Made in 1968, when the spaghetti western was still the dominant genre within the Italian genre industry, this is one of the earliest Italian crime thrillers dealing with the Mafia.
Franco Nero is Bellodi, a young and ambitious police captain from Milan, who is transferred to Sicily. Upon his arrival, he's immediately confronted with the (in)famous "wall of silence" when investigating a Mafia killing in a small town. The victim is a construction builder and it seems obvious that he was murdered because he had neglected the instructions of local Mafia boss, Don Mariano. There is a witness, a young countryman, but he's gone missing. His wife, the attractive Rosa, might have some vital information about the incident too, but refuses to share it with Bellodi. In the meantime the rumor is spread that the incident was a crime of passion: it is said that the victim had an affair with Rosa, and her husband murdered him in hot blood ...
With the only violent action occurring in the opening minutes, Il Giorno della Civetta is far more restrained than most movies on this subject made in the years to come. Based on a novel by Leonardo Sciascia, the script offers a meticulous depiction of the hold the Mafia has on daily life in Sicily, through blackmail, corruption and most of all the infamous Omertà, the code of silence and non-cooperation with authorities. Right from the start it's clear that Bellodi's efforts will remain fruitless: everybody knows what has happened, including Bellodi, but nobody will ever talk because they're all afraid to be silenced forever by Don Mariano and his men.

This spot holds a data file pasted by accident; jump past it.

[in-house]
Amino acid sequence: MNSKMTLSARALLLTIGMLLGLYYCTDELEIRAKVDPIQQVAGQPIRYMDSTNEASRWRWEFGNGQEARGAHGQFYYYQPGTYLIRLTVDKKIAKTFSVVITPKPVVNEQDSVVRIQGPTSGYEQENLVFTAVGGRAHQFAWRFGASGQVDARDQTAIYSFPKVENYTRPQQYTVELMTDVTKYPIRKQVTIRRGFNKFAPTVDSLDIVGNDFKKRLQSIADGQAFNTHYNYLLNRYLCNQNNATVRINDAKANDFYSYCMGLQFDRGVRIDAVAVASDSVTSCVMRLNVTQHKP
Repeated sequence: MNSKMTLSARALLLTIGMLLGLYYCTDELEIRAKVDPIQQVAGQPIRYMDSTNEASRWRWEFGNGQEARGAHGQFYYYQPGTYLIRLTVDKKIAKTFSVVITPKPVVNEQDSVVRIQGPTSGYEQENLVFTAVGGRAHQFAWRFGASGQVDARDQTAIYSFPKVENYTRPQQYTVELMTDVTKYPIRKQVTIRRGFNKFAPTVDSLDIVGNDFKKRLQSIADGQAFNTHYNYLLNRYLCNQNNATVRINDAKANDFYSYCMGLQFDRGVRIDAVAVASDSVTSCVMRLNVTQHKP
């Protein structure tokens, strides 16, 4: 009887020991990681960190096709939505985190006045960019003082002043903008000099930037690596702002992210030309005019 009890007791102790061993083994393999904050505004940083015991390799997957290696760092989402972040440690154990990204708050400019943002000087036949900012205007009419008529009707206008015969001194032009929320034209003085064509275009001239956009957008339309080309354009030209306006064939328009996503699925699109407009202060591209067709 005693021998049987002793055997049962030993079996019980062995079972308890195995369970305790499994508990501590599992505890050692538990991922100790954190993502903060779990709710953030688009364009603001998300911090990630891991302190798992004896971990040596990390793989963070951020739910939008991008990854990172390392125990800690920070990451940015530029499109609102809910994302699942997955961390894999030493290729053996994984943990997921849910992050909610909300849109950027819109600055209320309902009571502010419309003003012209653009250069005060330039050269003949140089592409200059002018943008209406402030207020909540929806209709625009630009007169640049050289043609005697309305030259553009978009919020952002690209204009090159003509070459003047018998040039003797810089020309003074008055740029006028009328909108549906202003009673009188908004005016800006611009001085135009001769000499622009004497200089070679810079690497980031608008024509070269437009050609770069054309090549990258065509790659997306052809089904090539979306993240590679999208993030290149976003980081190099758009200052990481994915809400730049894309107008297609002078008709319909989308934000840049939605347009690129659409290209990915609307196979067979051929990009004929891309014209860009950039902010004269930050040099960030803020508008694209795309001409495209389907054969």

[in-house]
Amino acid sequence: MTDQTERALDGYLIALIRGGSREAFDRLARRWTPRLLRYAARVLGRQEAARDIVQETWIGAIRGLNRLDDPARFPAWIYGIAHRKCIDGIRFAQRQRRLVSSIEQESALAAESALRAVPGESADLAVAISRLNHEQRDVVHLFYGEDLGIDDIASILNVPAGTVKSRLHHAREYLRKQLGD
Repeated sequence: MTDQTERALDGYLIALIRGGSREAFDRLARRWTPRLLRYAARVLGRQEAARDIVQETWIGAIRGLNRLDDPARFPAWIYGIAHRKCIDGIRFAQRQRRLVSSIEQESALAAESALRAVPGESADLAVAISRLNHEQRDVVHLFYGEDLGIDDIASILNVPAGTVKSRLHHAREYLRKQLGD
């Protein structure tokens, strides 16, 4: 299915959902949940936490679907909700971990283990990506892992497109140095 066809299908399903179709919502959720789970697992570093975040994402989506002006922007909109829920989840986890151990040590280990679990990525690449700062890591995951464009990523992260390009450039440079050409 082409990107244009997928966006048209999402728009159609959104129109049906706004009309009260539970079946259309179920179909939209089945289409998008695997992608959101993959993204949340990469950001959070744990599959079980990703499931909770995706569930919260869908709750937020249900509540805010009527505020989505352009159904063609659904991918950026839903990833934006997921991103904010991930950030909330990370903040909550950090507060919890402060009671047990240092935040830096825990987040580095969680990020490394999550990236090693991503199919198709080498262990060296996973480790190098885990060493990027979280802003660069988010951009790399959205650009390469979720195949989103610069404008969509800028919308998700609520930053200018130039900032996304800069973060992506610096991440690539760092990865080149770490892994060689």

The story-telling may feel a little heavy-handed to those familiar with more action-packed Italian crime thrillers, but the marvelous cast makes up for any possible lack of excitement. Without the make-up that was used to make him look older in Django, Franco Nero almost looks like a teenager (he was 26 when this movie was made), but his blue eyes and intent look express all the determination of his character, a man who wants to realize the impossible. Claudia Cardinale is breathtakingly beautiful, almost hypnotizing, as the vulnerable, but knowing countrywoman, and while watching the movie it's hard to believe that Lee J. Cobb (Don Mariano) was not a born Italian. Another asset is Tonino Delli Colli's claustrophic, sweaty cinematography (the camera often as close on the proceedings as possible) which adds immensely to the oppressive atmosphere of the story about these two opponents - Bellodi and Don Mariano - who are watching each other with binoculars most of the time. Owls are always on the watch, they see everything, but remain silent.